Posted on April 08 2018
In today’s Toledo Blade (Sunday, April 8, 2018) there is a very interesting front page article on the problems being experienced by users of anti-depressant drugs. According to the article, not only are more and more people using these drugs (like Zoloft, Prozac and Cymbalta), but people are using them for longer and longer periods of time. Nearly 25 million Americans have been using drugs like these for at least two years. That is a 60% increase since 2010, and 15.5 million people have been using the drugs for at least 5 years, almost double the number of such users in 2010.
While these drugs are widely regarded as effective and safe, the fact of the matter is that no one knows how safe they are for long term users, as they were originally developed for short-term use, based upon studies that lasted about two months. There is little data about their effects on people taking them for years. But clinical evidence is growing that long-term use can be accompanied by severe withdrawal symptoms and taking the drugs can cause other side effects like emotional numbing, loss of productivity, sexual problems and weight gain. In a recent survey of 250 long-term users, almost half who tried to quit taking the drugs could not because of severe withdrawal symptoms.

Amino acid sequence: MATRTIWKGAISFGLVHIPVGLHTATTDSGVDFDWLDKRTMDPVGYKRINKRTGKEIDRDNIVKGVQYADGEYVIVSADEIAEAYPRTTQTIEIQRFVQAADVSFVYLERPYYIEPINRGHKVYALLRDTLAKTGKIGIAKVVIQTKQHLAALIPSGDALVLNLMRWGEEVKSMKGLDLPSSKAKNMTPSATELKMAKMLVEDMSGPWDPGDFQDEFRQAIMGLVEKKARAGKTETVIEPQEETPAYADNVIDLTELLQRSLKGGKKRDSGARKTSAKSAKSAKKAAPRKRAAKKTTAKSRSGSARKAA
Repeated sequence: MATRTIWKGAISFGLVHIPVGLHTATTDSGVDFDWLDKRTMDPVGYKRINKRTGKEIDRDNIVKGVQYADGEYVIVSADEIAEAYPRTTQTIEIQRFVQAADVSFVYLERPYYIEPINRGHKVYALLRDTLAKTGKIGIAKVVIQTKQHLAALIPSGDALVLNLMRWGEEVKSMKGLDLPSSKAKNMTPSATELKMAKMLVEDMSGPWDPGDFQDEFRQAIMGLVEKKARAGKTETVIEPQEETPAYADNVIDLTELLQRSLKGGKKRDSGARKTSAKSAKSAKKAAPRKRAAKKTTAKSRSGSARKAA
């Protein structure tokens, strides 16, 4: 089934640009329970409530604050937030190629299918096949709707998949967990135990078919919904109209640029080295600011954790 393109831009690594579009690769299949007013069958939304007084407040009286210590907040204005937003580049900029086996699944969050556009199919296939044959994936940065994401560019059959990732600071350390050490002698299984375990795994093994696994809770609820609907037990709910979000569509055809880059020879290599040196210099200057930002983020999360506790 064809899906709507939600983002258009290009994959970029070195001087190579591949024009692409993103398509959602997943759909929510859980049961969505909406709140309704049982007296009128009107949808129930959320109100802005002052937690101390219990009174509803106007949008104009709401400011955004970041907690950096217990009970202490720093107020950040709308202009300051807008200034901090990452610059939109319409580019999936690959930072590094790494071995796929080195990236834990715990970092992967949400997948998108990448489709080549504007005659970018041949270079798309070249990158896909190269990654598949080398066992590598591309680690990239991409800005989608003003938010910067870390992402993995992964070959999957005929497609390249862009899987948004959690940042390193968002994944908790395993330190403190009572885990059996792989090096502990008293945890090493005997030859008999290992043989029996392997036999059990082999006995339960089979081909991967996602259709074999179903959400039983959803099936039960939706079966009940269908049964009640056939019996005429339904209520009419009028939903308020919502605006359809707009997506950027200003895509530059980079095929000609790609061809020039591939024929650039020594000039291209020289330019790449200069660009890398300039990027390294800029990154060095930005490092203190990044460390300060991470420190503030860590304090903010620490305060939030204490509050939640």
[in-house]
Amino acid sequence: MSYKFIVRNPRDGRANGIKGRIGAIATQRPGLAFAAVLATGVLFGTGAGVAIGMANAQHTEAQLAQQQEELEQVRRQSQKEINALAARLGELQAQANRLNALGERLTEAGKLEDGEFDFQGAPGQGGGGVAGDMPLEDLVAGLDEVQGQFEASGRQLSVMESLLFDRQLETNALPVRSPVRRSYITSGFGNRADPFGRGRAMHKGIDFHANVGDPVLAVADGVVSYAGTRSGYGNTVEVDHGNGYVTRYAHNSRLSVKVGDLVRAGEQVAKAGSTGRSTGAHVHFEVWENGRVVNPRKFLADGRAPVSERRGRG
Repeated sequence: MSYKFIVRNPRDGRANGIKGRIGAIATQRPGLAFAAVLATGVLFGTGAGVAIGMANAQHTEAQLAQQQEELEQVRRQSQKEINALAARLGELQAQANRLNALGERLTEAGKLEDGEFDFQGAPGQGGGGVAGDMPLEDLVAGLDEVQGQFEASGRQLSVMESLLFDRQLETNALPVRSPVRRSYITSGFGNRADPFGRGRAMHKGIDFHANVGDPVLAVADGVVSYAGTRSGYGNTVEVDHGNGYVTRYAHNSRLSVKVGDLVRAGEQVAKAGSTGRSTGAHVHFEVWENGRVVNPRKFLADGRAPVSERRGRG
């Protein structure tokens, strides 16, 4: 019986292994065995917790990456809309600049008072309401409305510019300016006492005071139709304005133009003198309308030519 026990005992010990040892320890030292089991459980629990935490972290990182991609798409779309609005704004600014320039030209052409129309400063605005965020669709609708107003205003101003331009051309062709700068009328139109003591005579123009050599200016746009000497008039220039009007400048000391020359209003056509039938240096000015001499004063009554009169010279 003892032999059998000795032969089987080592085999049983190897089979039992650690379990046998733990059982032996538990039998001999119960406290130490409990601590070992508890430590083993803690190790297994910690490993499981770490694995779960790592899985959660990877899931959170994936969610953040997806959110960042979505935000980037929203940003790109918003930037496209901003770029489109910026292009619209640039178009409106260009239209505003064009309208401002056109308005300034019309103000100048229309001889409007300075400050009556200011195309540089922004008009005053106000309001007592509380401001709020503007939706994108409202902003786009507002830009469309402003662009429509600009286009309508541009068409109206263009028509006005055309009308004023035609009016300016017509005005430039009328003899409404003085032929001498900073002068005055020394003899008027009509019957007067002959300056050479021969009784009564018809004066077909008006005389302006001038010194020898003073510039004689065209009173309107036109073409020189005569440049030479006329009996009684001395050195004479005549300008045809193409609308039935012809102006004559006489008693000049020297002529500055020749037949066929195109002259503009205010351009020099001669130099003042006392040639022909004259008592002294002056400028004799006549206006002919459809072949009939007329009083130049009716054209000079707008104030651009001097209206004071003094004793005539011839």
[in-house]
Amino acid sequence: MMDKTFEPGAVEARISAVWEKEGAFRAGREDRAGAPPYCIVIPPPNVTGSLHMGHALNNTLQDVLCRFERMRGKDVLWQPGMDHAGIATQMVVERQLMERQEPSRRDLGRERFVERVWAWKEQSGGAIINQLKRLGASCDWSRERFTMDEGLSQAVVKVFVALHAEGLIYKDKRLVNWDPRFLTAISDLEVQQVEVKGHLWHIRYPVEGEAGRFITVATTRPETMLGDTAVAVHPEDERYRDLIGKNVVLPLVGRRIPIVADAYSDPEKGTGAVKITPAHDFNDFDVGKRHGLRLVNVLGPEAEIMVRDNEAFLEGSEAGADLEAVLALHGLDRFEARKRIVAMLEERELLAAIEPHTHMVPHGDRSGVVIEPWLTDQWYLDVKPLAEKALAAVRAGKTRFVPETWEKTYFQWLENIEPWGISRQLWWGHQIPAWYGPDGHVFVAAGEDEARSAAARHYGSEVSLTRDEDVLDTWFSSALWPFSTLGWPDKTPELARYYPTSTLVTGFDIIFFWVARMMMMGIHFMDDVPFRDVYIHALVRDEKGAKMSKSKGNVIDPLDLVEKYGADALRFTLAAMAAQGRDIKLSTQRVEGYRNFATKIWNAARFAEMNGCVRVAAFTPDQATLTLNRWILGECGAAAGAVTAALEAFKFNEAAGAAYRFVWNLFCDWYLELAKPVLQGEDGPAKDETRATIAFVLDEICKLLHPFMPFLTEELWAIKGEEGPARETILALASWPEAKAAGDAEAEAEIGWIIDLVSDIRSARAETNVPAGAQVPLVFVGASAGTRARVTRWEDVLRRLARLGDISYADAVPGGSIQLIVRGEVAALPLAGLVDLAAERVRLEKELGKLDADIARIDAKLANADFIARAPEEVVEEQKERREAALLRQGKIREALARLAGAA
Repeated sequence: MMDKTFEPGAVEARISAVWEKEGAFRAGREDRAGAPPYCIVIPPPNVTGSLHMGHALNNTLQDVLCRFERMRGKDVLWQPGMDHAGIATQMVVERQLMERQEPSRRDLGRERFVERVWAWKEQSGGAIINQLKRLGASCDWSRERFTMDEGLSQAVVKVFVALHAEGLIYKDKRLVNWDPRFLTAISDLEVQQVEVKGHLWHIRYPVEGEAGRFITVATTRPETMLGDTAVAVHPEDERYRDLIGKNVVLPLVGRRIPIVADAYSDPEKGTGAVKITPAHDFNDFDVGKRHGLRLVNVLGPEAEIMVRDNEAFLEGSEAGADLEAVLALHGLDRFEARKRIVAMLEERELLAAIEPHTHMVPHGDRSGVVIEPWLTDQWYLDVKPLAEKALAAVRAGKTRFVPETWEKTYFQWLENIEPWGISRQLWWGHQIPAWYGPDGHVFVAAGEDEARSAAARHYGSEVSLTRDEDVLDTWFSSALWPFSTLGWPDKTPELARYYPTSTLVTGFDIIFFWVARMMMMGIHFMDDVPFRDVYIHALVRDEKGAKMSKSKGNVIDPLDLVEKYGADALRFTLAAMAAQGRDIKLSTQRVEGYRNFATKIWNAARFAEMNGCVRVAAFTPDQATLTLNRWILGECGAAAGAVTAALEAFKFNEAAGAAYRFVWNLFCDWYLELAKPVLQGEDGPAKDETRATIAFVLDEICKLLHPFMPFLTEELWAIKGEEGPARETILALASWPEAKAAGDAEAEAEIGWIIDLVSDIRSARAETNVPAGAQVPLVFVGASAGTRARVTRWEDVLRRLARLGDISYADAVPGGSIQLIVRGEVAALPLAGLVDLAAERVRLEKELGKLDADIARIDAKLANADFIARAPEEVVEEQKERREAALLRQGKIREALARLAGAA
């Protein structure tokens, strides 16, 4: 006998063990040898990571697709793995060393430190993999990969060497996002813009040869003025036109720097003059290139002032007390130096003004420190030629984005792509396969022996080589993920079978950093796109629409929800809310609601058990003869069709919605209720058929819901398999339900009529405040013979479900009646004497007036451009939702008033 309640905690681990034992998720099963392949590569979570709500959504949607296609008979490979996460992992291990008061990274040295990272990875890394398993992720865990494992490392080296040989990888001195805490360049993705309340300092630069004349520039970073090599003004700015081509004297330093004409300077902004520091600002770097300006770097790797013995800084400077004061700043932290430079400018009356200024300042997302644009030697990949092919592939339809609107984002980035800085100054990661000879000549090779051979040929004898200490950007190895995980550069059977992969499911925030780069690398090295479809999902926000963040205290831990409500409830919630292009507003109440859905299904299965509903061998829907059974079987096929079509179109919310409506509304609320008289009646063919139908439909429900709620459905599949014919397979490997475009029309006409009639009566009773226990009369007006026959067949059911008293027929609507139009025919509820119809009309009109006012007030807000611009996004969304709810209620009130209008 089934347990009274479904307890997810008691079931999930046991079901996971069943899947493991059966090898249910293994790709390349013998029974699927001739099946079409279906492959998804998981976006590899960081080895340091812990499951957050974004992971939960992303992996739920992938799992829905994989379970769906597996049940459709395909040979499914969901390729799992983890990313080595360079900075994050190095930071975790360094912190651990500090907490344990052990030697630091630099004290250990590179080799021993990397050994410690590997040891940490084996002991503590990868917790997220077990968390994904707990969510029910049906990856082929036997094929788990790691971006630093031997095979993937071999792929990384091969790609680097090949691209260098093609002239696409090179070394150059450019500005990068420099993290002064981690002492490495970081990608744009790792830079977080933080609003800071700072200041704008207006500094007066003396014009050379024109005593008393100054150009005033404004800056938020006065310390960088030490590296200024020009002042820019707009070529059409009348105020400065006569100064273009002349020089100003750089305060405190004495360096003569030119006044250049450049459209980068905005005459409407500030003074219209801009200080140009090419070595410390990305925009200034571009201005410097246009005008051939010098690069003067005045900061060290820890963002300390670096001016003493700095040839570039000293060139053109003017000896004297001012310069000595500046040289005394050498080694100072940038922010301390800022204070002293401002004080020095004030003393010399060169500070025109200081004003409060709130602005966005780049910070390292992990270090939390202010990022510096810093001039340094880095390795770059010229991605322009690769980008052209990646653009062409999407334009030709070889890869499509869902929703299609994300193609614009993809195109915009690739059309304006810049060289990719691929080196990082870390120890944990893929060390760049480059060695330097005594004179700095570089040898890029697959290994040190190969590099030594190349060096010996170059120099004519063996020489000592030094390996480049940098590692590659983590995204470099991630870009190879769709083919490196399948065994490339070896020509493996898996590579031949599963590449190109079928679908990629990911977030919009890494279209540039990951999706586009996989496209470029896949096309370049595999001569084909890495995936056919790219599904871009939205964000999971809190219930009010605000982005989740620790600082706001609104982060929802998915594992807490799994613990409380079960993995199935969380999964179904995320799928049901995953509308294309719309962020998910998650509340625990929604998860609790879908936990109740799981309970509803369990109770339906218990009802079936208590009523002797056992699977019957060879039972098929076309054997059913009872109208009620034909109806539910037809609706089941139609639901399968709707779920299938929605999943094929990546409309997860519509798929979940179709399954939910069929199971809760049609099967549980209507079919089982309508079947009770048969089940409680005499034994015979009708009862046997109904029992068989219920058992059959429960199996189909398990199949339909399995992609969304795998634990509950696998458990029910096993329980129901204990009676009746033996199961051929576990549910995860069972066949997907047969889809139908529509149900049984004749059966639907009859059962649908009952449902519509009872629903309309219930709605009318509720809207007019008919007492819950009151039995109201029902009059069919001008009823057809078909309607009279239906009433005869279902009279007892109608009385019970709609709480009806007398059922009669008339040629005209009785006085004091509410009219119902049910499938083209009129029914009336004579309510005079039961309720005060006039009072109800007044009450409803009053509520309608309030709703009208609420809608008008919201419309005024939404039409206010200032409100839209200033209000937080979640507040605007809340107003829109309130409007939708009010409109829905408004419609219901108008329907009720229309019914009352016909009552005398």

Even their effectiveness is coming into question, with some researchers, psychiatrists and physicians wondering whether their apparent improvement of depression symptoms is due to a placebo effect or simply the passage of time.
This newspaper article is a nice corollary to Chapter 12 in Dr. Michael Greger’s book, How Not To Die, which is focused on beating suicidal depression, responsible for nearly 40,000 deaths annually. Dr. Greger argues that the real challenge is not minimizing depression but rather it is creating and maintaining a positive psychological state of well-being. Just because you are not depressed does not mean that you are happy.